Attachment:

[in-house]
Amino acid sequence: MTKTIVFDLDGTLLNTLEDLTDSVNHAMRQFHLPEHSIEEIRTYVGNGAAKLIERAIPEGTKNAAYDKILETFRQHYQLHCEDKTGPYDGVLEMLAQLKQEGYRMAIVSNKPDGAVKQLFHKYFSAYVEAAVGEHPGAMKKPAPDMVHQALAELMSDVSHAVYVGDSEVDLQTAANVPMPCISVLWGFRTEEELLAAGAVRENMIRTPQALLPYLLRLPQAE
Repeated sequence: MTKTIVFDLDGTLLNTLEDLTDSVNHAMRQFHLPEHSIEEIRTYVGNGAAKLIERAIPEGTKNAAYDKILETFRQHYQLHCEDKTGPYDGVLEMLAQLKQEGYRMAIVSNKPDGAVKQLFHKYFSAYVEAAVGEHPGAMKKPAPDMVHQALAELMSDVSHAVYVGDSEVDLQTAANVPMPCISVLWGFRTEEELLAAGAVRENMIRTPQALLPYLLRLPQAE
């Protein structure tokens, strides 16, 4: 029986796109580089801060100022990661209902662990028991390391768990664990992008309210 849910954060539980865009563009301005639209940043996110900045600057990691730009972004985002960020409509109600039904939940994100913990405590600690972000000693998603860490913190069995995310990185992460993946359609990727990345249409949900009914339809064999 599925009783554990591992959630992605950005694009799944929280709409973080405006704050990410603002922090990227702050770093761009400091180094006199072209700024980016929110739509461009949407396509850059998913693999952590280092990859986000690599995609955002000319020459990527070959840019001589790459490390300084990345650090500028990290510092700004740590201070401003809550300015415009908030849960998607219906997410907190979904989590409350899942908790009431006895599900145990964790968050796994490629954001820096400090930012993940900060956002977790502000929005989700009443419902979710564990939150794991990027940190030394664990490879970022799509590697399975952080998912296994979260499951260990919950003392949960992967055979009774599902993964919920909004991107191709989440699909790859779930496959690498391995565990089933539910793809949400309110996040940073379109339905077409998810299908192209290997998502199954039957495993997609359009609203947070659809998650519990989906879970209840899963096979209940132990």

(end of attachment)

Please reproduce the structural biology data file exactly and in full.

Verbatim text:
[in-house]
Amino acid sequence: MTKTIVFDLDGTLLNTLEDLTDSVNHAMRQFHLPEHSIEEIRTYVGNGAAKLIERAIPEGTKNAAYDKILETFRQHYQLHCEDKTGPYDGVLEMLAQLKQEGYRMAIVSNKPDGAVKQLFHKYFSAYVEAAVGEHPGAMKKPAPDMVHQALAELMSDVSHAVYVGDSEVDLQTAANVPMPCISVLWGFRTEEELLAAGAVRENMIRTPQALLPYLLRLPQAE
Repeated sequence: MTKTIVFDLDGTLLNTLEDLTDSVNHAMRQFHLPEHSIEEIRTYVGNGAAKLIERAIPEGTKNAAYDKILETFRQHYQLHCEDKTGPYDGVLEMLAQLKQEGYRMAIVSNKPDGAVKQLFHKYFSAYVEAAVGEHPGAMKKPAPDMVHQALAELMSDVSHAVYVGDSEVDLQTAANVPMPCISVLWGFRTEEELLAAGAVRENMIRTPQALLPYLLRLPQAE
């Protein structure tokens, strides 16, 4: 029986796109580089801060100022990661209902662990028991390391768990664990992008309210 849910954060539980865009563009301005639209940043996110900045600057990691730009972004985002960020409509109600039904939940994100913990405590600690972000000693998603860490913190069995995310990185992460993946359609990727990345249409949900009914339809064999 599925009783554990591992959630992605950005694009799944929280709409973080405006704050990410603002922090990227702050770093761009400091180094006199072209700024980016929110739509461009949407396509850059998913693999952590280092990859986000690599995609955002000319020459990527070959840019001589790459490390300084990345650090500028990290510092700004740590201070401003809550300015415009908030849960998607219906997410907190979904989590409350899942908790009431006895599900145990964790968050796994490629954001820096400090930012993940900060956002977790502000929005989700009443419902979710564990939150794991990027940190030394664990490879970022799509590697399975952080998912296994979260499951260990919950003392949960992967055979009774599902993964919920909004991107191709989440699909790859779930496959690498391995565990089933539910793809949400309110996040940073379109339905077409998810299908192209290997998502199954039957495993997609359009609203947070659809998650519990989906879970209840899963096979209940132990």